Another example is when I was booking a United flight from Savannah, Georgia (SAV), to Chicago O’Hare (ORD) earlier this year. The award ticket cost 5,500 miles — but I only had about 5,200 miles.

Taking surveys for miles helped me get enough miles to fly to Chicago. (Photo by Jacob Harrison/The Points Guy)

Again, I was initially deflated that I was so close to an award ticket but couldn’t book it — after all, I’m a college student on a tight budget who would love to avoid spending money on a plane ticket. I don’t own a United credit card and was not planning to earn miles before booking, so there were seemingly no other ways to get the 300 miles I needed for the award.

But then I remembered that I could take a survey or two to reach my mileage goal, so I signed up for Opinion Miles Club. It was my first time taking a survey for United miles, so in addition to earning 50 miles for completing a survey, I also earned a 300-mile sign-up bonus. This one survey alone with the sign-up bonus gave me enough miles to book the flight, so I avoided having to pay for a revenue ticket.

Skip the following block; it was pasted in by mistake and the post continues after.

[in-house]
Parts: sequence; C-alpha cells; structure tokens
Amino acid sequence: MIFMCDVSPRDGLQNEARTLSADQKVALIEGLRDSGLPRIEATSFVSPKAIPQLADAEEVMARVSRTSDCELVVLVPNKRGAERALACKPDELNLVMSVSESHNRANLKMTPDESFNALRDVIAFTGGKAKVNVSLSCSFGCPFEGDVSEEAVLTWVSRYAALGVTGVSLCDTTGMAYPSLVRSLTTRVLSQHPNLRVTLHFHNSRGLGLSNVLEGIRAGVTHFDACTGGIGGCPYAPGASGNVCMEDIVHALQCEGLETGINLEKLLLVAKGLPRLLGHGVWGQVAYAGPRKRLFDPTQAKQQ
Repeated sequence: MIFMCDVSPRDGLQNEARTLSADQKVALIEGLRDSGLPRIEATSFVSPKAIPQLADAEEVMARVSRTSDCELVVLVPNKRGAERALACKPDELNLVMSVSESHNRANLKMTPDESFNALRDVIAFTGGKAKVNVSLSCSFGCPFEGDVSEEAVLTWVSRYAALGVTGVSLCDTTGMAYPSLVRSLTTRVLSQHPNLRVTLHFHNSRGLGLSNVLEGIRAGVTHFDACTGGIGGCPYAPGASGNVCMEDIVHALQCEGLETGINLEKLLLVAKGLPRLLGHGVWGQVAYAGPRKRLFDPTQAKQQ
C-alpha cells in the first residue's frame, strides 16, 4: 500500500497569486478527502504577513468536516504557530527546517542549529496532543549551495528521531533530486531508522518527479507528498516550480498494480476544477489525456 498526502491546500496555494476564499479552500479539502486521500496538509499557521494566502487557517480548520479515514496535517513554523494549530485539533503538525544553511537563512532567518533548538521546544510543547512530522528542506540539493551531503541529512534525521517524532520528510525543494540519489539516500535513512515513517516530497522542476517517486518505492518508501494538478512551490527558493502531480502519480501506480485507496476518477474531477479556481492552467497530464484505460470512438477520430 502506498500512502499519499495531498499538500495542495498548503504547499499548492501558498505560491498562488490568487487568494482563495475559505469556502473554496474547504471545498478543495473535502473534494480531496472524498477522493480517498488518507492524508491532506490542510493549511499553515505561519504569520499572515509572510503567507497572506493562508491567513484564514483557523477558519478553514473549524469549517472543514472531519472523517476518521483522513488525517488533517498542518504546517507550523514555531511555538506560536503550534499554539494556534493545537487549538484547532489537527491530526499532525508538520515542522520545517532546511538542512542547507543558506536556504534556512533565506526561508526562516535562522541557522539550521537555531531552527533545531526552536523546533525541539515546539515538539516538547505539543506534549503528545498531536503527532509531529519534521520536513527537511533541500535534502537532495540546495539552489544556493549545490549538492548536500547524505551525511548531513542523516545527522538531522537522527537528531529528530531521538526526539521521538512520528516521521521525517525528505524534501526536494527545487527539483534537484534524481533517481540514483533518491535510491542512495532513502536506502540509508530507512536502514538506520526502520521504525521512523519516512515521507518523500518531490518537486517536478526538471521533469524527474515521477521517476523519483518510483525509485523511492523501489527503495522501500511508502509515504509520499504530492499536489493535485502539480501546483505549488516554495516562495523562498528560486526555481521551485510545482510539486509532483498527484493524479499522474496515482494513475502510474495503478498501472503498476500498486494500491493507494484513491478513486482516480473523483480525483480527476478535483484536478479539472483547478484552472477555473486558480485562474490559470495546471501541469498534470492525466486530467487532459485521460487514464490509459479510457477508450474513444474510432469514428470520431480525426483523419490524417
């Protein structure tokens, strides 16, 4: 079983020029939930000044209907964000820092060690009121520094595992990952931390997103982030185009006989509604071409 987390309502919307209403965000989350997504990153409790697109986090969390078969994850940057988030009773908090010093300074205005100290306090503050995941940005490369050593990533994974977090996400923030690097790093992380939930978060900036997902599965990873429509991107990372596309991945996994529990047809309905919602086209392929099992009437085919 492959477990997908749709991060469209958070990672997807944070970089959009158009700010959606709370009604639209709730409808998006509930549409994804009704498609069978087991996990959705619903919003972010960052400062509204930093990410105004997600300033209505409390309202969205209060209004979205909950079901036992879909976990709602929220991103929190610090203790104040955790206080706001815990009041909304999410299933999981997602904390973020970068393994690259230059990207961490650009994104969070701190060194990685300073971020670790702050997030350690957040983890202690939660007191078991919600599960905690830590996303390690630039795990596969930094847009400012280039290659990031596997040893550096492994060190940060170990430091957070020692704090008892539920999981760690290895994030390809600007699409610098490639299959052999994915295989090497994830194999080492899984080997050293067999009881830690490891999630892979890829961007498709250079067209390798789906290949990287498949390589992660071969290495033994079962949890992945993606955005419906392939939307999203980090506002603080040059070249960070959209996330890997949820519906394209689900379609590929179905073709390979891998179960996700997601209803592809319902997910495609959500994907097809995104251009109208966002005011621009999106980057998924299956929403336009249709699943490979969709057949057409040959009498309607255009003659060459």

When miles are about to expire. Each time miles from surveys are posted to your account, they prevent your existing miles from expiring. This makes surveys a great non-credit card option to keep your existing points and miles — and to earn a few more, too. Surveys are especially helpful if you have thousands of miles that you don’t want to expire but don’t have any near-term travel plans or the proper credit card.

Related: How to keep your points and miles from expiring

To take advantage of a sign-up bonus. Taking a survey to receive the sign-up bonus could be worth it, especially if you’re a few hundred points or miles away from an award booking.

Keep an eye out for promotions: Hilton recently offered 10,000 HHonors points as a sign-up bonus for completing your first survey, but this deal has since been dramatically lowered to 1,250 HHonors points.

Sign-up bonuses for survey websites can be quite lucrative; I took advantage of the now-expired Guest Opinion Rewards offer that gave me 10,000 HHonors points. (Screenshot courtesy of Hilton)

Here is a list of the current sign-up bonuses offered for various airline and hotel loyalty programs:

Should you spend your free time taking surveys for points and miles?

A common perception is that taking surveys for points and miles for long periods of time is not worth doing because of low mileage accrual after long surveys — but is this really the case?

To give that a closer look, I took surveys for two hours with The Opinion Terminal — Alaska’s survey partnerto see how many Mileage Plan miles I would receive. I chose the shortest surveys with the highest payouts to maximize my gains.

I ended up earning 391 Mileage Plan miles in the two hours of taking surveys — or 195.5 miles per hour. Based on TPG’s latest valuations of the Mileage Plan program, this is a mere $3.52 per hour worth of Alaska miles.